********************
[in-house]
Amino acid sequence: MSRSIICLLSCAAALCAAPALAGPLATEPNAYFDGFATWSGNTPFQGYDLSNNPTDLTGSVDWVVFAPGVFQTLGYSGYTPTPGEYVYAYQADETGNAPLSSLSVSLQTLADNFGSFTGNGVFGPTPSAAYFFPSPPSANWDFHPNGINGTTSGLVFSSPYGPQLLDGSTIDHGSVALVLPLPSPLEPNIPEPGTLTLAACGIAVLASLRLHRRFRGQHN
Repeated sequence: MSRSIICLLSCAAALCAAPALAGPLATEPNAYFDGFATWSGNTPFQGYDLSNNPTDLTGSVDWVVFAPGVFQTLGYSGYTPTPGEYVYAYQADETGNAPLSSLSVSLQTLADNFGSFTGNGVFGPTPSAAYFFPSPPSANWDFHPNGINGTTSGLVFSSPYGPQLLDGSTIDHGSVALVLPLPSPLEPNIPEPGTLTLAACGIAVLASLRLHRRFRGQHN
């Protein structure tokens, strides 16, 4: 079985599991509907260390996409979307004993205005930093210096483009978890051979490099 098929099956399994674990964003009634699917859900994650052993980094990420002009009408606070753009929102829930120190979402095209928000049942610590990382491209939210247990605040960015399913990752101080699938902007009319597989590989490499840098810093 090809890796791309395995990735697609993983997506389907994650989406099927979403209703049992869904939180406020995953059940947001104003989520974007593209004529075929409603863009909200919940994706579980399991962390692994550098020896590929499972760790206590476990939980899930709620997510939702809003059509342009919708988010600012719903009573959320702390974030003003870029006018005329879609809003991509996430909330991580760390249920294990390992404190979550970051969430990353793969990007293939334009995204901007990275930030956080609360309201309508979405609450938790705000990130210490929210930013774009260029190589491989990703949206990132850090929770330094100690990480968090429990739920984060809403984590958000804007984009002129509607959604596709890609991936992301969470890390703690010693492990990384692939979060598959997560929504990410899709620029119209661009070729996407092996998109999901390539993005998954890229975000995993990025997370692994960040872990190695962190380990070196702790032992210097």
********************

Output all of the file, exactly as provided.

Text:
[in-house]
Amino acid sequence: MSRSIICLLSCAAALCAAPALAGPLATEPNAYFDGFATWSGNTPFQGYDLSNNPTDLTGSVDWVVFAPGVFQTLGYSGYTPTPGEYVYAYQADETGNAPLSSLSVSLQTLADNFGSFTGNGVFGPTPSAAYFFPSPPSANWDFHPNGINGTTSGLVFSSPYGPQLLDGSTIDHGSVALVLPLPSPLEPNIPEPGTLTLAACGIAVLASLRLHRRFRGQHN
Repeated sequence: MSRSIICLLSCAAALCAAPALAGPLATEPNAYFDGFATWSGNTPFQGYDLSNNPTDLTGSVDWVVFAPGVFQTLGYSGYTPTPGEYVYAYQADETGNAPLSSLSVSLQTLADNFGSFTGNGVFGPTPSAAYFFPSPPSANWDFHPNGINGTTSGLVFSSPYGPQLLDGSTIDHGSVALVLPLPSPLEPNIPEPGTLTLAACGIAVLASLRLHRRFRGQHN
């Protein structure tokens, strides 16, 4: 079985599991509907260390996409979307004993205005930093210096483009978890051979490099 098929099956399994674990964003009634699917859900994650052993980094990420002009009408606070753009929102829930120190979402095209928000049942610590990382491209939210247990605040960015399913990752101080699938902007009319597989590989490499840098810093 090809890796791309395995990735697609993983997506389907994650989406099927979403209703049992869904939180406020995953059940947001104003989520974007593209004529075929409603863009909200919940994706579980399991962390692994550098020896590929499972760790206590476990939980899930709620997510939702809003059509342009919708988010600012719903009573959320702390974030003003870029006018005329879609809003991509996430909330991580760390249920294990390992404190979550970051969430990353793969990007293939334009995204901007990275930030956080609360309201309508979405609450938790705000990130210490929210930013774009260029190589491989990703949206990132850090929770330094100690990480968090429990739920984060809403984590958000804007984009002129509607959604596709890609991936992301969470890390703690010693492990990384692939979060598959997560929504990410899709620029119209661009070729996407092996998109999901390539993005998954890229975000995993990025997370692994960040872990190695962190380990070196702790032992210097």